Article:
Delhi Elections: Kejriwal’s soft Hindutva and BJP’s debacle

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NEW DELHI — Now that Arvind Kejriwal has won the third term as the Chief Minister of Delhi, let us go back to the chronology of Delhi elections, held on 8th of this month, in which he defeated the ruling party at Centre with brute majority, leaving the most powerful party of present day India to eat dust and to fail in conquering these elections on the plank of division and communal polarization.

Arvind Kejriwal quickly identified that Bhartiya Janata Party (BJP) was launching the Hindu vs Muslim agenda to combat the Aam Aadmi Party’s (AAP) development agenda. To counter BJP, he brought soft-Hindutva agenda to the fore and needless to say, achieved the big win.

He chose to tackle the BJP’s agenda by giving them a taste of their own medicine instead of opposing Hindutva altogether. Populism mixed with Hindutva has awarded him the third consecutive win in the Delhi elections.

Kejriwal just before the elections visited the Hanuman temple in Connaught Palace. Furious by his visit to the temple, BJP Delhi Chief, Manoj Tiwari, called Kejriwal a fake devotee. He went to the extent of saying that Arvind Kejriwal had made the temple impure by visiting it. Perhaps these comments did not go down well with the Hindu voters in Delhi.

Pertinently, Kejriwal had earlier accepted an anchor’s challenge in a live television show and recited the Hanuman Chalisa with ease and perfection, an incident which was ingrained in the minds of the audience.

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Kejriwal was smart enough to deal with issue of ongoing row over Citizenship Amendment Act (CAA) equally. He exhibited good statesmanship regarding the anti-CAA protests and blockades in Shaheeh Bagh. He refrained from taking any political stand on the issue, which is supposed to have favored his win.

It is abundantly clear now that the 13 percent of Muslim voters in Delhi have unanimously voted for the Aam Aadmi Party.

Though the Congress party had strongly defended the anti-CAA protests, it did not manage to garner votes. The voters have apparently chosen AAP as the prime contender against BJP and have put Congress on the backburner.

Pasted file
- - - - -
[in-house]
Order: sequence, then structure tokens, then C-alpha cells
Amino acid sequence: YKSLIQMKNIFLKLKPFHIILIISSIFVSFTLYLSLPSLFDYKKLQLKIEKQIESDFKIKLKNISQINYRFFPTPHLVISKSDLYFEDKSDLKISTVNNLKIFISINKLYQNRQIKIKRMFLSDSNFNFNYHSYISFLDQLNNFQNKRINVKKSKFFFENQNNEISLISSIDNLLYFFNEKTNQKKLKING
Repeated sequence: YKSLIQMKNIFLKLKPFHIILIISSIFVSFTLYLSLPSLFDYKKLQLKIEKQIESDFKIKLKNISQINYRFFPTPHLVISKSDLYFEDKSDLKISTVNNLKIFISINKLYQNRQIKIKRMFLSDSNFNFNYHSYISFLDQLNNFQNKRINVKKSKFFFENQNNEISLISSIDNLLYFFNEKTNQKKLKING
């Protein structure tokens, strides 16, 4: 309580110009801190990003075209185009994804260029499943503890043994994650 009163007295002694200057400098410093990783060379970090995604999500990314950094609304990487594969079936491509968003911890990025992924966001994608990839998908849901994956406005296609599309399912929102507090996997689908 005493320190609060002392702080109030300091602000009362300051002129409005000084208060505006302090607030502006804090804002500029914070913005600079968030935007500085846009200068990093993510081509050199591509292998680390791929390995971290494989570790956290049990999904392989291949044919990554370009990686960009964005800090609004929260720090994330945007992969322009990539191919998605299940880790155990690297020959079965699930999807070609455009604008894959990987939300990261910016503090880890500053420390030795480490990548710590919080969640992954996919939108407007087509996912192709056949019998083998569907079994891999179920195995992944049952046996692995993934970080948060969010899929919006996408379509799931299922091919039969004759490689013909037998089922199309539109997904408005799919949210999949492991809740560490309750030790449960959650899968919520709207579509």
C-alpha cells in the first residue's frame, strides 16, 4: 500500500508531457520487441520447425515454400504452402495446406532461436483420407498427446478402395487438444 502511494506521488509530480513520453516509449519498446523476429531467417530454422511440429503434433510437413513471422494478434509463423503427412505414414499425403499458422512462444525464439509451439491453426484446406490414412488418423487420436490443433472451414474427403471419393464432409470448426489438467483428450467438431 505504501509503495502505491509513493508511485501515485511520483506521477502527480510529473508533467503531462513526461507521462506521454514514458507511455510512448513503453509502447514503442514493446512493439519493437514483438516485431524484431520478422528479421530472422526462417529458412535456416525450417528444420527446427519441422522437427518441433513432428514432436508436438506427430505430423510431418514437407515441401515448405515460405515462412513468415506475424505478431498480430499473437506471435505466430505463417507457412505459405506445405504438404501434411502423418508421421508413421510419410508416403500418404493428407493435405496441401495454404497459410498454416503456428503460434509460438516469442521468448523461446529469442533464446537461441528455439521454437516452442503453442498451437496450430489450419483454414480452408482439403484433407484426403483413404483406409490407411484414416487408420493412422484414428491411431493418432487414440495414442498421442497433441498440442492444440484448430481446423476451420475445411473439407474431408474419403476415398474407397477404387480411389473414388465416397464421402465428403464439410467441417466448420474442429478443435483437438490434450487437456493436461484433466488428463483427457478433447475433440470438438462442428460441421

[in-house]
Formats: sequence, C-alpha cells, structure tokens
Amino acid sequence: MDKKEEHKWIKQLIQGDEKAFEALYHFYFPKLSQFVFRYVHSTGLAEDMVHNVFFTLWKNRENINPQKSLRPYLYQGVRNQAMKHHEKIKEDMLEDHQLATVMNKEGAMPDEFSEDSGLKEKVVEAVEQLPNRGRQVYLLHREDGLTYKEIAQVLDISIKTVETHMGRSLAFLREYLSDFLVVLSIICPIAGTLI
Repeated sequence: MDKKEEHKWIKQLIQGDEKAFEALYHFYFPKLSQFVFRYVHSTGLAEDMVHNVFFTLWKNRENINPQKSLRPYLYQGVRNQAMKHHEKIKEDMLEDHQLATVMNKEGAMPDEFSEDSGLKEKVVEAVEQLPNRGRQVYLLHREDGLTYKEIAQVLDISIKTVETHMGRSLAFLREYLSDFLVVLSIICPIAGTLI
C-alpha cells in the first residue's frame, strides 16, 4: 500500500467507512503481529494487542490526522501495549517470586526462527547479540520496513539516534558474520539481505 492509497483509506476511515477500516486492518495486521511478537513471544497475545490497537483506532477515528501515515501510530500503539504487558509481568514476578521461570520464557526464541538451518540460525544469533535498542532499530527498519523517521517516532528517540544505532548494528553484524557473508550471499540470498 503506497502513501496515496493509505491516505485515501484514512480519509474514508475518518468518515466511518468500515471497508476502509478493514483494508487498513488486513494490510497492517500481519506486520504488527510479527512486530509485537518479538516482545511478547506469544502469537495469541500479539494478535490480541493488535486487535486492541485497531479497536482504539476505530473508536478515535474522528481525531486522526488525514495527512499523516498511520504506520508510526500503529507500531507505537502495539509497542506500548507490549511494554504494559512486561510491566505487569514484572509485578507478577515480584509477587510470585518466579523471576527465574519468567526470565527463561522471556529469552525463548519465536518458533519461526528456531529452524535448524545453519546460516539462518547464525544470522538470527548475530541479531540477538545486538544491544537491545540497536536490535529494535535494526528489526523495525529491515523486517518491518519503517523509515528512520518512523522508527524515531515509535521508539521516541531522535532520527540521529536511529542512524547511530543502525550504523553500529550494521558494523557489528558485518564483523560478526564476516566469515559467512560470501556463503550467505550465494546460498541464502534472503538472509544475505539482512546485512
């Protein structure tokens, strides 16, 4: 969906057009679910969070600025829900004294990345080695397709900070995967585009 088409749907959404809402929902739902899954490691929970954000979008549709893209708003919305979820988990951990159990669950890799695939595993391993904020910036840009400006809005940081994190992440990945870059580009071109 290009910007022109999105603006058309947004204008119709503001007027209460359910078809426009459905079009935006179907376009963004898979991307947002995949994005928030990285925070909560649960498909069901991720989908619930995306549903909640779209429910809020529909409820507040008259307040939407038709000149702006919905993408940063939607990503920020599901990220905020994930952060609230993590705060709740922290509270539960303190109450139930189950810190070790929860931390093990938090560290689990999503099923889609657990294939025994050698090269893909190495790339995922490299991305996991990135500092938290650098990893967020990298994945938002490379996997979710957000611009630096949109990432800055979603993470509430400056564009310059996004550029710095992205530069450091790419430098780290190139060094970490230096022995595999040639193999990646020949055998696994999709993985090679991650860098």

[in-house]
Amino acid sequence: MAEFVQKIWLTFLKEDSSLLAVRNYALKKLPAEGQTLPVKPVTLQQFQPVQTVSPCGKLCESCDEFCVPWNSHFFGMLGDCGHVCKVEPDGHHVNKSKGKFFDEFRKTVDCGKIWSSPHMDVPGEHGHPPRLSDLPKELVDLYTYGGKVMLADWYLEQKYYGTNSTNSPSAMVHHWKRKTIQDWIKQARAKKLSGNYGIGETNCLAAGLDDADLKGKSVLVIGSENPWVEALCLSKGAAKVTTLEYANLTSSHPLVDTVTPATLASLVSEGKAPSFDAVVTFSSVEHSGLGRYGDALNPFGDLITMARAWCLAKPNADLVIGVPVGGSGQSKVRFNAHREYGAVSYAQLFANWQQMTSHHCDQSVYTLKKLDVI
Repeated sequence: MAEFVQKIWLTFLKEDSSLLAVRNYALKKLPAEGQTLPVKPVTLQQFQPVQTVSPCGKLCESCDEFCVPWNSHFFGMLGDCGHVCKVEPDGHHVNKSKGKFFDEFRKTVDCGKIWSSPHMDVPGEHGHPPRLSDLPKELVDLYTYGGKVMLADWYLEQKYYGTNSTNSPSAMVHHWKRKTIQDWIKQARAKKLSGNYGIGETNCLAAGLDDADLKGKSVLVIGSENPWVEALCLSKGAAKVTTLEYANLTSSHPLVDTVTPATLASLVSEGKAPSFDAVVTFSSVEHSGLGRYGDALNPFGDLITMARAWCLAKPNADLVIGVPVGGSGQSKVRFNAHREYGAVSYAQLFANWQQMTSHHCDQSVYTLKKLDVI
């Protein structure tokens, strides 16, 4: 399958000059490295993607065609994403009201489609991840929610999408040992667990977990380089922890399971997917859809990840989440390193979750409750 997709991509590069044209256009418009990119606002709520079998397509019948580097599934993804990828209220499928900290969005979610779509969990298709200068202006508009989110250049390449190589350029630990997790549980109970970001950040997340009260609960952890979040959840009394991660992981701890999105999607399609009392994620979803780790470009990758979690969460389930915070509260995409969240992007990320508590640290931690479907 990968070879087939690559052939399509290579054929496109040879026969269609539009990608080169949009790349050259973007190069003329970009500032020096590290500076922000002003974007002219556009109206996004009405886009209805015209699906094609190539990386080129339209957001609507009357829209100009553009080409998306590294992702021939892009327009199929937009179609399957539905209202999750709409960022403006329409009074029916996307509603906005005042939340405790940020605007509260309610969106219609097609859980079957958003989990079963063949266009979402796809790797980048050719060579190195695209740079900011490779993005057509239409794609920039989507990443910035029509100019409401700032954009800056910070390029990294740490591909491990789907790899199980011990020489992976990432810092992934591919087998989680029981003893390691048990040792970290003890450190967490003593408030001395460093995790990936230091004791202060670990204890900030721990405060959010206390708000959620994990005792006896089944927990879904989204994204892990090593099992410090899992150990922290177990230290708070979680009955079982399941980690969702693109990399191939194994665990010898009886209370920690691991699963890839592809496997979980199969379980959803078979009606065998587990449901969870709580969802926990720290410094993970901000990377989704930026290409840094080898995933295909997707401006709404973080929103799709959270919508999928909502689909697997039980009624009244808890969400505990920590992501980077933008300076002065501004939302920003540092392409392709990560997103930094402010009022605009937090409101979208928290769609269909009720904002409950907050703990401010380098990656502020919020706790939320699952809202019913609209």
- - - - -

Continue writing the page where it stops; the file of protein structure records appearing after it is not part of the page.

Just before the elections, BJP had criticized that Muslim protestors are blocking the daily lives of Hindus through their protests. In the wake of these comments, Kejriwal had not only asked the protestors to call off their strike, but came on record to say that if it was in his hands, he would have dealt with the Shaheen Bagh issue.

By doing so, he on one hand carried a message to Hindu voters that he did not support the protest and the other conveyed to Muslims that he did not oppose the protest, but the venue, where protest was being held, this supposedly neutral stand, regarding the protests, earned him both, Hindu as well as Muslim votes.

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Another factor, with which he garnered the trust of Hindus and maximum number of their votes, was that Kejriwal had welcomed the Modi government’s announcement on 5th February about setting up a trust to build Ram Mandir in Ayodhya. With these acts, Kejriwal won the trust of majority community.

In order to get rid of his anti-Hindu tag that BJP had publicized, Kejriwal mentioned that his government provided free pilgrimage to the elderly among the Hindus. He even reminded the people that the AAP had supported the BJP’s decision to scrap Article 370, granting a special status to Jammu and Kashmir, the only Muslim majority State within the Indian domain.

Referring to the cleaning project of River Yamuma, flowing through Delhi, undertaken by the Delhi government, Kejriwal tried to lure the Hindus by describing the river as Lord Krishna’s favorite.
Arvind Kejriwal also tried to cleverly refute the claim of BJP MP Parvesh Varma, when he called him a terrorist.

He sought sympathy by appealing to the people of Delhi to decide whether he was a terrorist or “son of Delhi”, by reminding them of the development schemes that the AAP had launched over the years.

The thumping win in Delhi proves that the new agenda and development schemes have worked in his favor, so has the clever stand of not being a hard core Hindu, but a supporter of soft Hindutva.

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